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by Stephen Downes
December 21, 2007

SPS Partnering with Connexions for Open-Access Educational Repository
This is a good announcement: "IEEE is partnering with open-access educational repository Connexions on a major initiative to develop a critical mass of signal processing educational modules and courses that will be available for free access by anyone, anywhere, at any time." And I hope some of that open content goodness rubs off on IEEE, which is known in these parts mostly for being a real pain to deal with when it comes to copyright. Via Peter Suber. Unattributed, IEEE - Inside Signal Processing E-Newsletter December 21, 2007 [Link] [Tags: , , , , ] [Comment]

The Chronicle Tome Warp
CogDogBlog takes the Chronicle of Higher Education to task for announcing that the NMC 2007 Horizon Report was released last week. I have to admit, it's rather surprising that the supposedly authoritative media would miss the mark so much on this one. Alan Levine, CogDogBlog December 21, 2007 [Link] [Tags: none] [Comment]

It's Time To Wean Ourselves Off An Unhealthy Addiction To Copyright
I agree with this argument: "the crutch that copyright provides in that easy business model means that people don't need to think about how to adapt and how to innovate. They just scream "piracy" and complain that they've been cheated and demand that the world change to meet their needs and their business model." Mike Masnick, TechDirt December 21, 2007 [Link] [Tags: , , ] [Comment]

Two Dangerous Lessons From Second Life
The main thing to keep in mind is that the two lessons are not unique to Second Life. Here they are:
- We judge people, and assess their 'lovability', by their appearance;
- We are attracted to those who offer mystery, passion, attention and appreciation, even when that is unhealthy, insincere, needy or manipulative.
Why is this significant? Well, at least part of the appeal of Second Life is that it is not reality - we can all be beautiful and fashionable. That's OK - but we need to be clear that this, in turn, changes our perception of 'real life'. That, too, is OK, so long as we are not misled by this, so long we do not pursue in real life fantasy that exists only in Second Life. Language warning. Dave Pollard, How To Save The World December 21, 2007 [Link] [Tags: ] [Comment]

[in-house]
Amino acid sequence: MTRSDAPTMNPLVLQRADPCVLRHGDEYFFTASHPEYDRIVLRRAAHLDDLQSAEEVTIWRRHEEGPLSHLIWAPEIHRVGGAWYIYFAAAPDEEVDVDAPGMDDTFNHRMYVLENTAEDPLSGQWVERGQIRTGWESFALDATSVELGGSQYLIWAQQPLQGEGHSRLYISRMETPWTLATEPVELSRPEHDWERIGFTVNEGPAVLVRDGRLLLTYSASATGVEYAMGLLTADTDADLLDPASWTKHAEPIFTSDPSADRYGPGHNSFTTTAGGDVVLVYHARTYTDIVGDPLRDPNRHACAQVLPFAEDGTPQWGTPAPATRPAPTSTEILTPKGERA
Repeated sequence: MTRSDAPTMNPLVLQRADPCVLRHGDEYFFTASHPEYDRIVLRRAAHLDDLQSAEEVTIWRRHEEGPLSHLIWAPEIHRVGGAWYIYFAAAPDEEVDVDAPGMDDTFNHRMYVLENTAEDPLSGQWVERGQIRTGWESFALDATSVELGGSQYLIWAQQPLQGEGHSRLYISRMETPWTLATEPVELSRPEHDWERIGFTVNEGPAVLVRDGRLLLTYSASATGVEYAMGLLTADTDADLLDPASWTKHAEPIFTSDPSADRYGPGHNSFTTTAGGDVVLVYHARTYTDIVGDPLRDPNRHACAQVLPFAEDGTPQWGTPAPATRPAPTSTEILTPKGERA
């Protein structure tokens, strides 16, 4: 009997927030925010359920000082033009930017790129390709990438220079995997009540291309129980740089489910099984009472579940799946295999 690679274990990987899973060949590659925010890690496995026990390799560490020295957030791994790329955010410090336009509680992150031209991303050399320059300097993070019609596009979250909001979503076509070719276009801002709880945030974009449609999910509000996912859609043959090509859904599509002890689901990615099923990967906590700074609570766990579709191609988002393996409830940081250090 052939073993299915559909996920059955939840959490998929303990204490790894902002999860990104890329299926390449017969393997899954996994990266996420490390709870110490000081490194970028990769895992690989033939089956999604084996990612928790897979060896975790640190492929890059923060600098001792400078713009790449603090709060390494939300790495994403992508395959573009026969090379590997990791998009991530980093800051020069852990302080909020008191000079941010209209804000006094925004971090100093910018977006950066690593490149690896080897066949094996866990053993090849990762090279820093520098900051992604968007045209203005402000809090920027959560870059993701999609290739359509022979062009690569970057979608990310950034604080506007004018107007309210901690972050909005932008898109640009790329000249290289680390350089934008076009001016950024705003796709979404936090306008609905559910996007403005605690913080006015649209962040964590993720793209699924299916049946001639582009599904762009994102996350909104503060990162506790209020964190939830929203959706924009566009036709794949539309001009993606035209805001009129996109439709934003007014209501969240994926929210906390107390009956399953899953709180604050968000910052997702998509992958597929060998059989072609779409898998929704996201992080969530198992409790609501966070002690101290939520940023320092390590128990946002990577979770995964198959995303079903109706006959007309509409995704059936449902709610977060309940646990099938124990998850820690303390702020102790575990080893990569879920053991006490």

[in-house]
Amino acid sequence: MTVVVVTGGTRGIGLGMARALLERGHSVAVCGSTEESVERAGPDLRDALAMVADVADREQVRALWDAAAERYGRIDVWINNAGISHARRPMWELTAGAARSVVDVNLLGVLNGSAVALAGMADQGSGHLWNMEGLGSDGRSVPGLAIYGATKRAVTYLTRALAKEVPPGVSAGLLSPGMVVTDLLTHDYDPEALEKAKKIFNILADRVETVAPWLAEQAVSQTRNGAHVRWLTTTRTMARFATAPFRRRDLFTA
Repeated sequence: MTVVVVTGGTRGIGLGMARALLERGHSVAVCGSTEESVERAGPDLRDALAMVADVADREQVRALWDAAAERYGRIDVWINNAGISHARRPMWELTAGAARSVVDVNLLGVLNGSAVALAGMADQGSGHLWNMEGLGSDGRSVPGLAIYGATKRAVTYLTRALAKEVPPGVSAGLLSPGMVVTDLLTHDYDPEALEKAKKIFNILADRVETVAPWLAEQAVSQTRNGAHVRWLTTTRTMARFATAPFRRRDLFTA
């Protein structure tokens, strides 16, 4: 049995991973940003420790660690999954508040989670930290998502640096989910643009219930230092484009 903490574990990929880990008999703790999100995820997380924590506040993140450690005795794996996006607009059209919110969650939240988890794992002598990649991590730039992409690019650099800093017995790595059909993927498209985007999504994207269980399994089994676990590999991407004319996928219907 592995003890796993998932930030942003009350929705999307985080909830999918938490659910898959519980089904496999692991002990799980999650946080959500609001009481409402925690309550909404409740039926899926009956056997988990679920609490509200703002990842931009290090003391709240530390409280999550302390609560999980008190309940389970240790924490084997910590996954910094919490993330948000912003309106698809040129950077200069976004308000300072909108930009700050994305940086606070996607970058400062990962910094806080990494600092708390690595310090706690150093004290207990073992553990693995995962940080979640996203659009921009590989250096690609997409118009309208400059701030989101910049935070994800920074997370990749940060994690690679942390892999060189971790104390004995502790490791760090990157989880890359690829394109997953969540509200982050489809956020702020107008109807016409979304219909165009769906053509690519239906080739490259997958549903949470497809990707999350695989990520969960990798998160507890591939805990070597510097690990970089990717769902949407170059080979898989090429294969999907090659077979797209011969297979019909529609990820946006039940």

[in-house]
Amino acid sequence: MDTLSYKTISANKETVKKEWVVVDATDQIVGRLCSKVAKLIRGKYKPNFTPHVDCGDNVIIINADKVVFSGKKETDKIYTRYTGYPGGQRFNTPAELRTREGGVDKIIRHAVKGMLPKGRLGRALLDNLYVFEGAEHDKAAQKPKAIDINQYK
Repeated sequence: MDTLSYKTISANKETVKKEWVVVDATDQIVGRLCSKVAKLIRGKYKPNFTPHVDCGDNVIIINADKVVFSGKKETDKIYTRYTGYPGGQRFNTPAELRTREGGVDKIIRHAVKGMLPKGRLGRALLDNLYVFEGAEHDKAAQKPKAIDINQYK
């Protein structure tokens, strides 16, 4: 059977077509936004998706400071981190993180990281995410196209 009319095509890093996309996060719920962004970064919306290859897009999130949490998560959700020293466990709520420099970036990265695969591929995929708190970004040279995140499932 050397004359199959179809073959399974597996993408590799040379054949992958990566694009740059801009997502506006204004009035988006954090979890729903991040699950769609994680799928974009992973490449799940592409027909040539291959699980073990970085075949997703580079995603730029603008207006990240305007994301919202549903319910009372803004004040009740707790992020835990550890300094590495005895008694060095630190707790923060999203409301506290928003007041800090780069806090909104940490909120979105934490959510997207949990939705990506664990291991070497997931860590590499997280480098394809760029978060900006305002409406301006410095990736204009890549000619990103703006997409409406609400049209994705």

Is Facebook in the Enterprise an Oxymoron?
Short answer: yes. The longer answer is something like this: social software and similar applications work because they create loose, network-like structures. But the requirements of the enterprise - security, provacy, control, etc. - break those structures. Sure, you can have the same sort of applications in the enterprise. But they'll never seem to work so well, and people will always say that it's the application, never doubting that it's the nature of the enterprise itself that is the problem. Anyhow, this post links to Tom Byrne on Facebook as an enterprise solution. James Robertson, Column Two December 21, 2007 [Link] [Tags: , , , ] [Comment]

Computer Games for Grown Ups (Part 1)
I have been in serious vacation mode for the last few days, which means me an long sessions with Civ IV. Well, at least, until that new Wii arrives - which it is sure to one of these days. Richard Nantel, Brandon hall Research December 21, 2007 [Link] [Tags: none] [Comment]

David Cavallo Interview On OLPC Brazil's Apparent Loss
Interesting that the OLPC crew is learning a few things about international marketing. One of these is that some countries do not want thousands or more cheap laptops simply dumped into the country. They expect taxes to be paid, and if it's a government purchase, they expect local production and distribution. At least, these are the conditions Brazil is imposing - and they sound remarkably like the conditions imposed on companies trying to do business with the Canadian or American governments. Alexandre Van de Sande, One Laptop Per Child News December 21, 2007 [Link] [Tags: , , , ] [Comment]

Most Users Do Not Know Web Office Tools: New Study
Not really a surprise, but most computer users have never heard of Web office productivity tools. These will become more important as people switch away from Microsoft computers - and are a major part of making that switch possible. Bryan Alexander, Liberal Education Today December 21, 2007 [Link] [Tags: ] [Comment]


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Copyright 2007 Stephen Downes

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